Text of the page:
LFF 2021: The French Dispatch


The first sold-out show for Manchester's Home cinema's BFI London Film Festival offering was Wes Anderson's The French Dispatch. As the audience, young and old alike (I settle somewhere in the middle) crammed into the auditorium wearing the tell-tale red beanies or berets, I felt no sense of surprise. Anderson's films have always brought people together, it is 'event cinema' at its finest. The fans seek each other out for a shared viewing experience that I can only think a few auteurs deserve in the same way.

This is the quintessential Wes Anderson film we were all waiting for. Whether a Francophile, or just desperate for escapism (let's face it, after the COVID-19 pandemic, who isn't) Anderson has created a soothing balm for the soul.

An anthology film, portraying the goings on at a fictional weekly magazine that looks an awful lot like—and was, in fact, inspired by—The New Yorker, we follow three journalists as they write stories about the goings-on in a fictional French town, Ennui-sur-Blasé.  Anderson's obvious love for storytelling and the world of creative, poetic journalism, is documented in his careful handling of the stories weaved throughout the film.  The tell-tale signs of his filmmaking are all deliciously evident; the appearance of his regular ensemble cast (Tilda Swinton, Bill Murray, Adrian Brody, Owen Wilson, Frances McDormand), the symmetrical centre framing, the muted colour palette and the whimsical dialogue which, often spoken at bullet-pace, ranges from hilarious to the macabre.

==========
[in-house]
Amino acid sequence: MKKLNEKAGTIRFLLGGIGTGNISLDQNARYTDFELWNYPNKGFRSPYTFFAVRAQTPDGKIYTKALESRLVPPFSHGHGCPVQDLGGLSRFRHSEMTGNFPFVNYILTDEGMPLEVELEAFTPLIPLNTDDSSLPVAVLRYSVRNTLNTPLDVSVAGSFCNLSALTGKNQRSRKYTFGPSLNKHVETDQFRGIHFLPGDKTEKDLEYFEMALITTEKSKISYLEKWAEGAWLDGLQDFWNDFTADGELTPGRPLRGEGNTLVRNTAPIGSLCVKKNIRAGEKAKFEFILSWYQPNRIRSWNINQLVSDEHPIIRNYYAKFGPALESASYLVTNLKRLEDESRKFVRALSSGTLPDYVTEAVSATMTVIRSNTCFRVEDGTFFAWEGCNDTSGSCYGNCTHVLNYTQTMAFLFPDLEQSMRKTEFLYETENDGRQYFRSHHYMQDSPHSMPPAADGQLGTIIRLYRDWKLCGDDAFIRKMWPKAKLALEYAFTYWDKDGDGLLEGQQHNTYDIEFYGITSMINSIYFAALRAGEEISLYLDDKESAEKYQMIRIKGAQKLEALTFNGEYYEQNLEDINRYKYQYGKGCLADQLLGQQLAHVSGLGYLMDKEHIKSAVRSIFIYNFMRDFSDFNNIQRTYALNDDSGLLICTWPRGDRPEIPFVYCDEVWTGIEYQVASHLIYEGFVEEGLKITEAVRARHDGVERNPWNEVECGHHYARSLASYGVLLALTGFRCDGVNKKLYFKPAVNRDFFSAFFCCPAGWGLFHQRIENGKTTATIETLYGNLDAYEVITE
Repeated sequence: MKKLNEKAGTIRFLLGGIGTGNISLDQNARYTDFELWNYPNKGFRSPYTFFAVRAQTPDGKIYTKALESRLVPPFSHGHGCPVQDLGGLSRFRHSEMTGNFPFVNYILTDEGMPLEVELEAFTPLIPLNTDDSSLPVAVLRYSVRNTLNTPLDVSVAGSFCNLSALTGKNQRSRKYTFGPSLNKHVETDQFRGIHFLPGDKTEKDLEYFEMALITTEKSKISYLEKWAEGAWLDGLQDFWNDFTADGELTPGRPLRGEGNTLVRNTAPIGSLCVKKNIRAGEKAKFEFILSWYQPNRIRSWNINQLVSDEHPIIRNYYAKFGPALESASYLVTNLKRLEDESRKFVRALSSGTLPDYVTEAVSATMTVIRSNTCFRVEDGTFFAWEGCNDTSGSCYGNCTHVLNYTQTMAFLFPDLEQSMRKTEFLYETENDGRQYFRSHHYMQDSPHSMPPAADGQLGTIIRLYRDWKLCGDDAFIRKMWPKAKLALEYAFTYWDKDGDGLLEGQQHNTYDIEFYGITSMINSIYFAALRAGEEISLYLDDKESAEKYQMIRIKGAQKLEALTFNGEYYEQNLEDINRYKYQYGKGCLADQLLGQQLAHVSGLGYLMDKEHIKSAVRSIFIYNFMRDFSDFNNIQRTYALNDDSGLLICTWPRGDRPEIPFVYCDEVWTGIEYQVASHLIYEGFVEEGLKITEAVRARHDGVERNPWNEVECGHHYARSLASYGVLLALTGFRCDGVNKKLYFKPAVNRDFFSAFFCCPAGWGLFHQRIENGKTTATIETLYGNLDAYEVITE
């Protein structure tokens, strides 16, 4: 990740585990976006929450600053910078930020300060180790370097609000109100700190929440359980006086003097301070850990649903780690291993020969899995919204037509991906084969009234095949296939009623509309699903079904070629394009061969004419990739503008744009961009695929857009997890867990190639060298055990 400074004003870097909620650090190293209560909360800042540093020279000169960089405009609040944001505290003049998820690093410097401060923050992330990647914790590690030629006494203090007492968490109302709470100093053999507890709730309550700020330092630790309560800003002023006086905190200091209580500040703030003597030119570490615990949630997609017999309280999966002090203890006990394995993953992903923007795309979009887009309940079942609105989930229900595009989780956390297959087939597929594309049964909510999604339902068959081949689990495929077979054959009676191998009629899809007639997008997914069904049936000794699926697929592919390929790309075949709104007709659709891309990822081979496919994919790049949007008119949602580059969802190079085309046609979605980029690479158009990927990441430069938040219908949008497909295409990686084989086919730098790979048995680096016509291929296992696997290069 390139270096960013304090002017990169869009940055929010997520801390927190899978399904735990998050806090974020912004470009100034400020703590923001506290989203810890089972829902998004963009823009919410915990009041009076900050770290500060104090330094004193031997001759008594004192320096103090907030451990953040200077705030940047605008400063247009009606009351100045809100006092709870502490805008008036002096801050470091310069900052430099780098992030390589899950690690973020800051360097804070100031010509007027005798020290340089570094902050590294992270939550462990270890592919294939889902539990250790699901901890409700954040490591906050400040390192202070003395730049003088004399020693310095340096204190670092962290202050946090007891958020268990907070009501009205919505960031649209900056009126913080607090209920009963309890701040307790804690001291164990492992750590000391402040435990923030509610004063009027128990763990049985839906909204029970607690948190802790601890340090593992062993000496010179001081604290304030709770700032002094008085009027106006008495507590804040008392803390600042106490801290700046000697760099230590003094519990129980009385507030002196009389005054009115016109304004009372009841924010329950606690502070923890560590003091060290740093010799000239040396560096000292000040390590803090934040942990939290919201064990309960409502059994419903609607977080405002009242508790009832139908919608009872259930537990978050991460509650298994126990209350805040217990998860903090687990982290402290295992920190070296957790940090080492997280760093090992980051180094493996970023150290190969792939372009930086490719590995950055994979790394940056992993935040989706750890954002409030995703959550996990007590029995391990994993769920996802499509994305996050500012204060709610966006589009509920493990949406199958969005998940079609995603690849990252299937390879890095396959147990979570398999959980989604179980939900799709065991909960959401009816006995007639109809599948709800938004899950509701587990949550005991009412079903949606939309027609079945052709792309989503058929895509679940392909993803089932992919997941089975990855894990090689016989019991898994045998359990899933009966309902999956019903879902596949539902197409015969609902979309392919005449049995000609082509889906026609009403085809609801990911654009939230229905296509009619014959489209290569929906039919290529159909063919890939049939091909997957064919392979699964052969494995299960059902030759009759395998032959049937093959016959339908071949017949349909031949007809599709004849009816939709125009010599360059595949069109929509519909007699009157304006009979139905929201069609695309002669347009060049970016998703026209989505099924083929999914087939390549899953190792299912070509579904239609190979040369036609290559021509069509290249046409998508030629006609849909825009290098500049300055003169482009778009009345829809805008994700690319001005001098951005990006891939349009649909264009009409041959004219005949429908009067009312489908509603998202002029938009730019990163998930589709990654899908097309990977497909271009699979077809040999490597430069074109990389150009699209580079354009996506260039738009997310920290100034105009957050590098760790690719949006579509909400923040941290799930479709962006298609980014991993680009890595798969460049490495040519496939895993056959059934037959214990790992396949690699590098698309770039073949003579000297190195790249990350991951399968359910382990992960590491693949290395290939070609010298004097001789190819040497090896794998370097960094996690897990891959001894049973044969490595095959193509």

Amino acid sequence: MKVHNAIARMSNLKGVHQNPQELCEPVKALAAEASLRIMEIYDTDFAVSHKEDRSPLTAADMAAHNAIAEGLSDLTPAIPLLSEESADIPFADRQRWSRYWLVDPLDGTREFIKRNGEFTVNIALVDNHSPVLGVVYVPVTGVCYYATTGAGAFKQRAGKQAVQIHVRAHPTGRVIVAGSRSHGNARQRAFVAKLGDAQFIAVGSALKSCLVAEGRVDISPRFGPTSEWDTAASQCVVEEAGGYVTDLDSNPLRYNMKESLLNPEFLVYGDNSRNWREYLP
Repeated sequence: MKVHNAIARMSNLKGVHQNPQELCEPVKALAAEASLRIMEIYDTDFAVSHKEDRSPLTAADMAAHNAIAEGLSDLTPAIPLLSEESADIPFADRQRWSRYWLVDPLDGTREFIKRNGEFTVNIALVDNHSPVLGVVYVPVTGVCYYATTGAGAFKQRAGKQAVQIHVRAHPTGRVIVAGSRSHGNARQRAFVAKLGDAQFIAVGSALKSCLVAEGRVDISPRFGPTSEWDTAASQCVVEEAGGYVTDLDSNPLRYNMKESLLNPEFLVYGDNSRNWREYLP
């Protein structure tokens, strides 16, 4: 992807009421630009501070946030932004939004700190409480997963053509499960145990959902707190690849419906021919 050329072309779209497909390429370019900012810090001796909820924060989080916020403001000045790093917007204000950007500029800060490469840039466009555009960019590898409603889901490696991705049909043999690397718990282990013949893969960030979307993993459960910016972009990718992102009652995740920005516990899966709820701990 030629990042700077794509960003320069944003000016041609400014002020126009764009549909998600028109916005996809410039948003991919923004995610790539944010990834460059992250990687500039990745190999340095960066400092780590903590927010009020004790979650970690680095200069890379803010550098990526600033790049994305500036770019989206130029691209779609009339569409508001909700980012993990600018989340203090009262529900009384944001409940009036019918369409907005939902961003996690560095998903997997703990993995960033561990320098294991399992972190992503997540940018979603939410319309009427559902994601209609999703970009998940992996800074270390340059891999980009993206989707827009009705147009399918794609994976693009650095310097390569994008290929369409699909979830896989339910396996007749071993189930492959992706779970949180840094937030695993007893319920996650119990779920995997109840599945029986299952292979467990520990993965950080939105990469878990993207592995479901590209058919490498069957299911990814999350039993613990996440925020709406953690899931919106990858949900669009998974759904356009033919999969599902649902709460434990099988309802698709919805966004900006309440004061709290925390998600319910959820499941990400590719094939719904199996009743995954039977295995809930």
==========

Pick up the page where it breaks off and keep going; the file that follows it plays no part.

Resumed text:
The film opens with the death of it's Editor, the son of the original founder, Arthur Howitzer Jr (scene-stealing Bill Murray). The motley crew of his hand-picked journalistic team swear that this will be the best issue yet. Three stories follow; each as quirky and as star-studded as the last (Timothée Chalamet as a student activist / chess player is so perfect it made me wonder how he'd previously avoided being cast in an Anderson) as we learn to see the history of the town through the eyes of outsiders. A stand-out section for me is the story of Moses - a tortured artist in jail (an unhinged Benicio del Toro) who finds solace in his confinement by painting Simone, his lover / prison guard (Léa Seydoux).  The pair are magnificent, aptly joined for scenes with art dealer Julien Cadazio (a sublime Adrien Brody). There's a real sense that the actors relish pushing the boundaries of these intense characters - that Anderson really gives them that room to do it. 

Get to a cinema quickly, dear film fans. Feel as though you're walking through the colours of the magazine and let yourself fall into the Anderson rabbit hole. An idiosyncratic and relentlessly detailed rabbit hole where each frame feels lovingly composed just for you. You won't regret it.